Delicate dance between politics, judiciary

The recent public exchange between Ghana's President Nana Addo Dankwa Akufo-Addo and former President John Mahama has reignited a critical discussion: the judiciary's and politics' intertwining roles. 

This dual phenomenon, described as the judicialisation of politics and the politicisation of the judiciary, is reshaping the dynamics of many democracies globally.

In understanding the ramifications of this interplay, let us delve into its impact on judicial independence and the overall delivery of justice.

Courts in political arena

The term 'judicialisation of politics' refers to the rising tendency of courts to resolve disputes traditionally managed by political channels.

As judiciaries worldwide, including Ghana, take on more politically charged cases, they inevitably find themselves at the crossroads of law and political governance.

This phenomenon underscores the judiciary's growing authority and ability to influence public policy and governmental actions.

When politics intrudes

The politicisation of the judiciary unfolds when political entities and actors overtly or covertly influence or even attempt to control the judiciary's decisions and processes.

Former President Mahama's remarks about the current government's influence on the courts and his subsequent implication of a rebalancing act by his party epitomise the concerns surrounding this issue.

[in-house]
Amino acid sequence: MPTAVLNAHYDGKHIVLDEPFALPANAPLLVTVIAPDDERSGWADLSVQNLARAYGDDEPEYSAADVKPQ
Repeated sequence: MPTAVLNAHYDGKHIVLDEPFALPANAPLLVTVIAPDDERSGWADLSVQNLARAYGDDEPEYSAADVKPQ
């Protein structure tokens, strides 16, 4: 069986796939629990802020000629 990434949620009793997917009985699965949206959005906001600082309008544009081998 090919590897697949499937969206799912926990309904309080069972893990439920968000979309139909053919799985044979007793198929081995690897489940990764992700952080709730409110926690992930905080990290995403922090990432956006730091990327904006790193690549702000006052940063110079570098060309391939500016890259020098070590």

Judicial independence remains one of the critical pillars upholding democratic structures. To maintain the rule of law, the judiciary should function without external coercion or influence.

However, this independence becomes jeopardised when the line blurs between political agenda and judicial appointments or when judges are perceived as political pawns.

A politicised judiciary can severely erode public confidence in the legal framework, whether in perception or reality.

When the public starts to see the judiciary as an extension of the political elite, it casts a shadow on the impartiality and integrity of judicial verdicts.

Consequences for justice delivery

Justice, when filtered through the lens of political inclinations, may not remain. A judiciary swayed by politics can result in inconsistent rulings, favouring political allies over legal principles.

Such a volatile legal environment could deter individuals and businesses from seeking legal recourse, fearing bias or unpredictability.

Moreover, verdicts influenced by political motivations often sideline true justice, favouring political objectives and leaving aggrieved parties without genuine redress.

Towards balanced future

While the interplay between politics and the judiciary is not confined to Ghana's borders, the recent controversy highlights the urgency of ensuring transparency in judicial appointments and decisions.

Modern democracies are at a juncture where they must create judiciaries that are not only attuned to democratic principles but are also shielded from excessive political meddling.

In conclusion, as countries such as Ghana navigate these intricate challenges, there is a collective responsibility to foster judiciaries prioritising justice over politics and principles over affiliations.

The writer is a lawyer/Chartered Accountant.

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